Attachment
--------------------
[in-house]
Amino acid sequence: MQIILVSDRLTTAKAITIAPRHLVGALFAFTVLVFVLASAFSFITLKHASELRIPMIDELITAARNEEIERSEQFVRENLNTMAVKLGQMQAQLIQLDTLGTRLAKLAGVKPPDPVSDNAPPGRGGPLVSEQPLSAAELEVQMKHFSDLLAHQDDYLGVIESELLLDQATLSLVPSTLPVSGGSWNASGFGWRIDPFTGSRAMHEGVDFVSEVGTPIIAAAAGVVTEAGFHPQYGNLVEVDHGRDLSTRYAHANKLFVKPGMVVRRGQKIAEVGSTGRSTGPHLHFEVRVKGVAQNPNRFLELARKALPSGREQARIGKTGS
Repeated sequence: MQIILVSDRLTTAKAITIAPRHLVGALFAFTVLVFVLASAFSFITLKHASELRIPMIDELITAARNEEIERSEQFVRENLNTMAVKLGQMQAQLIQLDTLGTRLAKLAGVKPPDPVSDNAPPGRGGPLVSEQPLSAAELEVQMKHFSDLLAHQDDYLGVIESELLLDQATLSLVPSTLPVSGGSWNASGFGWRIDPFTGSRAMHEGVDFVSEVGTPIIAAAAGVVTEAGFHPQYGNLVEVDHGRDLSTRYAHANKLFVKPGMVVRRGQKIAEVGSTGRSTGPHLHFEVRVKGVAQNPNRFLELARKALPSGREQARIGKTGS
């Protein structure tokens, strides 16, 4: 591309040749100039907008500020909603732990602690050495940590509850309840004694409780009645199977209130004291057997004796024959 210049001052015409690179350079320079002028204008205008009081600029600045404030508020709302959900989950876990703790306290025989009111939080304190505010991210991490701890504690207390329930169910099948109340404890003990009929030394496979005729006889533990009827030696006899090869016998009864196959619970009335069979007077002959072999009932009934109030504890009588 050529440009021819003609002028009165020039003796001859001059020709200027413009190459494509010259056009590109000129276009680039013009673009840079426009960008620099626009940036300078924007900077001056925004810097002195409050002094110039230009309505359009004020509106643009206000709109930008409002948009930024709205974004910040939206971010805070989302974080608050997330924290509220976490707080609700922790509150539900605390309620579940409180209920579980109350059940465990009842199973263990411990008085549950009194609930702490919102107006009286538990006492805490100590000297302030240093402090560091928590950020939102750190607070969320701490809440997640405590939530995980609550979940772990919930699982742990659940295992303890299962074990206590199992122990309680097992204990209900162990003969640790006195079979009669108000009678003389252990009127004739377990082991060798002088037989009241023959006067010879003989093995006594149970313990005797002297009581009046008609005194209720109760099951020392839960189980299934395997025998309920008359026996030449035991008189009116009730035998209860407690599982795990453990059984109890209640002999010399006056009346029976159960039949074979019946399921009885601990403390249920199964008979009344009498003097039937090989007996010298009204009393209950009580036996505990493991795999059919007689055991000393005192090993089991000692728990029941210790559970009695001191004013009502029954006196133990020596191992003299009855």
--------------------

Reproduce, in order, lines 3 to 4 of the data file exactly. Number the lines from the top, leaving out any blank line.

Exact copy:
Repeated sequence: MQIILVSDRLTTAKAITIAPRHLVGALFAFTVLVFVLASAFSFITLKHASELRIPMIDELITAARNEEIERSEQFVRENLNTMAVKLGQMQAQLIQLDTLGTRLAKLAGVKPPDPVSDNAPPGRGGPLVSEQPLSAAELEVQMKHFSDLLAHQDDYLGVIESELLLDQATLSLVPSTLPVSGGSWNASGFGWRIDPFTGSRAMHEGVDFVSEVGTPIIAAAAGVVTEAGFHPQYGNLVEVDHGRDLSTRYAHANKLFVKPGMVVRRGQKIAEVGSTGRSTGPHLHFEVRVKGVAQNPNRFLELARKALPSGREQARIGKTGS
């Protein structure tokens, strides 16, 4: 591309040749100039907008500020909603732990602690050495940590509850309840004694409780009645199977209130004291057997004796024959 210049001052015409690179350079320079002028204008205008009081600029600045404030508020709302959900989950876990703790306290025989009111939080304190505010991210991490701890504690207390329930169910099948109340404890003990009929030394496979005729006889533990009827030696006899090869016998009864196959619970009335069979007077002959072999009932009934109030504890009588 050529440009021819003609002028009165020039003796001859001059020709200027413009190459494509010259056009590109000129276009680039013009673009840079426009960008620099626009940036300078924007900077001056925004810097002195409050002094110039230009309505359009004020509106643009206000709109930008409002948009930024709205974004910040939206971010805070989302974080608050997330924290509220976490707080609700922790509150539900605390309620579940409180209920579980109350059940465990009842199973263990411990008085549950009194609930702490919102107006009286538990006492805490100590000297302030240093402090560091928590950020939102750190607070969320701490809440997640405590939530995980609550979940772990919930699982742990659940295992303890299962074990206590199992122990309680097992204990209900162990003969640790006195079979009669108000009678003389252990009127004739377990082991060798002088037989009241023959006067010879003989093995006594149970313990005797002297009581009046008609005194209720109760099951020392839960189980299934395997025998309920008359026996030449035991008189009116009730035998209860407690599982795990453990059984109890209640002999010399006056009346029976159960039949074979019946399921009885601990403390249920199964008979009344009498003097039937090989007996010298009204009393209950009580036996505990493991795999059919007689055991000393005192090993089991000692728990029941210790559970009695001191004013009502029954006196133990020596191992003299009855």